Geopolitics Rule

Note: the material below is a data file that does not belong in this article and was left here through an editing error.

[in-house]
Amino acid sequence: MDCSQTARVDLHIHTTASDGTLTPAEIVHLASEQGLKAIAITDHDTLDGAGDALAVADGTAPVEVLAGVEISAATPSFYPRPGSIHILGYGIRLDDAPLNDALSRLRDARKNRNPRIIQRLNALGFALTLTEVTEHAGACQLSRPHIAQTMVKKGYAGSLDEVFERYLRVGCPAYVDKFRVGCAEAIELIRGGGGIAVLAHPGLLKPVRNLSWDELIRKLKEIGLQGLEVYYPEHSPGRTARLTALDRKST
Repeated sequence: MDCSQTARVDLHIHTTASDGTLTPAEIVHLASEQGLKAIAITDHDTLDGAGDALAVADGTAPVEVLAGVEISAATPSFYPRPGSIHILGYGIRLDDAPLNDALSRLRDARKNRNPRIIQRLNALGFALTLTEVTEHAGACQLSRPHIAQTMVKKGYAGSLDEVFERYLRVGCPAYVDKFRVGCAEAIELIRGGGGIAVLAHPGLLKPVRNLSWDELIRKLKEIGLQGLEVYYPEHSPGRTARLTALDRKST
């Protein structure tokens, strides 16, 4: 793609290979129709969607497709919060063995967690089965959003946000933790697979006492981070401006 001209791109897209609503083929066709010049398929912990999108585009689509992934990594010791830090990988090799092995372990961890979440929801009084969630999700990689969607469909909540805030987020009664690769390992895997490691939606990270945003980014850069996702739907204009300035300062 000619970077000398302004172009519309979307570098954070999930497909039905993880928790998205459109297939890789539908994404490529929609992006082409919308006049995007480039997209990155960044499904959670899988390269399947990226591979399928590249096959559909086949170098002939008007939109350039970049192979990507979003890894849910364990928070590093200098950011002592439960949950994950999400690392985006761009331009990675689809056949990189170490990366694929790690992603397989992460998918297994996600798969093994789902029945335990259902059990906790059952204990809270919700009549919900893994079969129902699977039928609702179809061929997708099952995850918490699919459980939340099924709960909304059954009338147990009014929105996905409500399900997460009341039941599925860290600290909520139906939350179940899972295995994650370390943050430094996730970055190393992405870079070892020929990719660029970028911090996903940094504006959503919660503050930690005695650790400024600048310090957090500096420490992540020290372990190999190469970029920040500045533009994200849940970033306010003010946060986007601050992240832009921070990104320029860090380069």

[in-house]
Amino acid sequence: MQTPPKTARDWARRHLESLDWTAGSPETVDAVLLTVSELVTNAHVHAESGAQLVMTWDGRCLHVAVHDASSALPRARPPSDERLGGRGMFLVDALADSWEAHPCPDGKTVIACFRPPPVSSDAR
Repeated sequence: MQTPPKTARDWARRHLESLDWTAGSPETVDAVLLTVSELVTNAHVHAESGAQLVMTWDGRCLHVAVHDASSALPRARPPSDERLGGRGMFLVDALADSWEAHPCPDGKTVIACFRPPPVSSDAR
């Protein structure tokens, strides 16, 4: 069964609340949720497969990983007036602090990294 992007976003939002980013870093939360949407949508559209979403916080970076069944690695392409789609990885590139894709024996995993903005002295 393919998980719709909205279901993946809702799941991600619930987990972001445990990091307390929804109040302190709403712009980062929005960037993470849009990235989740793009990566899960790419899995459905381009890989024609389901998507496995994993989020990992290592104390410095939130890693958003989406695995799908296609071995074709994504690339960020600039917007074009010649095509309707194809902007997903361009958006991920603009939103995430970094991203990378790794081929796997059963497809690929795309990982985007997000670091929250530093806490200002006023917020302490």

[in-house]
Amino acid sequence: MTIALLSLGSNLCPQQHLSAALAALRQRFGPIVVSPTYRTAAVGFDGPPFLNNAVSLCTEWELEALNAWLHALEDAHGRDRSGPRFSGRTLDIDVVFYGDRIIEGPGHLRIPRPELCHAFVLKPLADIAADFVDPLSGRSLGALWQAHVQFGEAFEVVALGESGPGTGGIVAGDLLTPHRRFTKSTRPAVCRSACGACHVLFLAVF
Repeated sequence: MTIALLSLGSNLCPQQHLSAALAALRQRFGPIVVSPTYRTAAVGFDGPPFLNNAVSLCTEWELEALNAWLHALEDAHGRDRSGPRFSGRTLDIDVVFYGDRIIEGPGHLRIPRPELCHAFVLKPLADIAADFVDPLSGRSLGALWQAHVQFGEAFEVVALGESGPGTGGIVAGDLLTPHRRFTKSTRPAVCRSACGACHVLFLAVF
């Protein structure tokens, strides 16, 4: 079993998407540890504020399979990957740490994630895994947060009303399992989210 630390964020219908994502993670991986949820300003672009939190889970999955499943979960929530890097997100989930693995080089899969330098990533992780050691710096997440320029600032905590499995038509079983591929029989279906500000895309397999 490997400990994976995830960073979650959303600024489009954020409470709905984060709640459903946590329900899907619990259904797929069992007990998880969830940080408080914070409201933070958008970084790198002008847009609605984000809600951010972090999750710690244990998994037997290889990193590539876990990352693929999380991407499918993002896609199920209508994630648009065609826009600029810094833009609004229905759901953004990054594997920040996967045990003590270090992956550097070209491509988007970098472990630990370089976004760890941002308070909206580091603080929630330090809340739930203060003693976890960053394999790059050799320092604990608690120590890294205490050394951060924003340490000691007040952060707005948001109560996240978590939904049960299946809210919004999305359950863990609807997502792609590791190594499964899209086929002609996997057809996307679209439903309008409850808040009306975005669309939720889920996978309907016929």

SUBHEAD: We must reinvent democracy in a way that embraces the concept of less at at all levels. By Steve Ludlum on 21 February 2011 in Economic Undertow - ( Image above: "Until Libya is Free" photo. From original article. One of the big ideas here at the Undertow is that the economic price limit or upper bound for crude oil is a lot lower than most analysts suggest. The American Way was built on a foundation of unlimited sub- $20 per barrel crude. $18 crude made Hollywood, TV, advertising, Interstate highways, Suburbia, shopping malls and mass consumption. $18 crude created then enabled a massive automobile- industrial complex. $18 crude allowed cheap meals to be had without getting out of a car; cheap crude severed the bounds between humans and nature and substituted company 'values' for all the other kinds. Suburbia would not exist in any form without cheap fuel which is the loss-leader for everything else. Big cars, big houses and long commutes make no sense when fuel is expensive. Neither do chain stores, speed boats, Concentrated Animal Feeding Operations (CAFO's), and air travel for the masses. The writ of suburbia is parking lots stuffed with automobiles as far as the eye can see. Whatever existed before is erased from history, bulldozed in favor of more parking lots stuffed with automobiles. What remains is determined by the marketing departments of multinational businesses which invent what is useful for them. Do you think 'money' is valuable? It is because the businesses have decided this is so. Expensive fuel not only 'strands' capital investment by rendering it unprofitable, it makes any follow- on costs unsupportable. Support and maintenance expenses cannot be serviced by the meager returns suburbia provides in an expensive fuel regime. This is why state and municipal budgets have spiraled out of control. Sprawl is expensive. It requires a lot of people to service it. Unlike what marketing suggests, the inhabitants of sprawl are not rugged individualists facing the future with canned hams, knobby tired all-terrain vehicles and Glock semi-auto pistols. Instead, they are like helpless children who require the attention of thousands of highly paid specialists to make sure the hams, the vehicles and various belt-fed weaponries work as the warranties promise. Heaven forbid that the streets are left unplowed after a snowstorm or that the little nuggets have to walk more than three blocks to school! Hell hath no fury like the neighbor of someone building a barbecue pit without a permit or having an uncovered garbage can! The 'Nanny State' is a product of consumer demand and is geared into the proper function of all the products that make up sprawl. Shrinking government or down- scaling the ability of managers to function strands trillions in capital investment! Shrunken services lead shrinking property values. Instead of fixing problems the stripping of services amplifies them. This is where the neoliberal apologists fail as economists: cutting wages only shifts the costs rather than eliminating them. The 'value' of sprawl shrinks right along with the wages: any savings are an illusion. While support for sprawl will by necessity shrink along with sprawl itself it is necessary to put this shrinkage in the proper context. It must be understood that sprawl cannot support itself: without this understanding nothing about government functions and costs makes sense! Geopolitics rule. What is happening in Egypt and Libya is also taking place in America and for the same reasons. Geopolitics transcends culture. Qaddafi is not an Andy Warhol character. There is no 'escapist fun' about a madman strafing crowds of one's own citizens from helicopters. There is also nothing fun about $110 oil. A couple of more months at this level and the system built on $18 oil surrenders to fate. Signs of breakage/leakage are ominously appearing across the world's economies. High prices have caused the unrest, they are also the first results of it. The world is poised at the edge of a geopolitical compounding price-feedback spiral. The mendacity of the Establishment whether Qaddafi's or Walker's feeds on itself. The first level outcome is the unmanning of the neoliberal order which is itself a collection of false premises that are dependent upon passive acceptance of accumulating outrages in exchange for phantom benefits. The other outcome is the reaction to what the false premises actually represent in real time. The reaction to vicious Qaddafi is a threatened shutdown of Libya's oil fields. The reaction to Walker's bald-faced assault on sprawl-management is the possible suspension of important public services. People are learning fast the vulnerabilities of the system and are starting to take advantage. Even if both Qaddafi and Walker succeed for the instant, the game itself is changed with advantages now accumulating to the neoliberals' putative victims. Right now both the municipal employees as well as the politicians are failing to face reality. The problems in state and local governments are structural and unsolvable without dismantling the high- cost, energy gobbling structures. Refusing to dismantle does nothing but shift the timing of the ultimate bankruptcy somewhat. Bankruptcy is the peak oil outcome: it cannot be outwitted or outmaneuvered by intellectual dishonesty or any other kind! It must be faced and dealt with directly. This is some unreality, from Mike Konczal: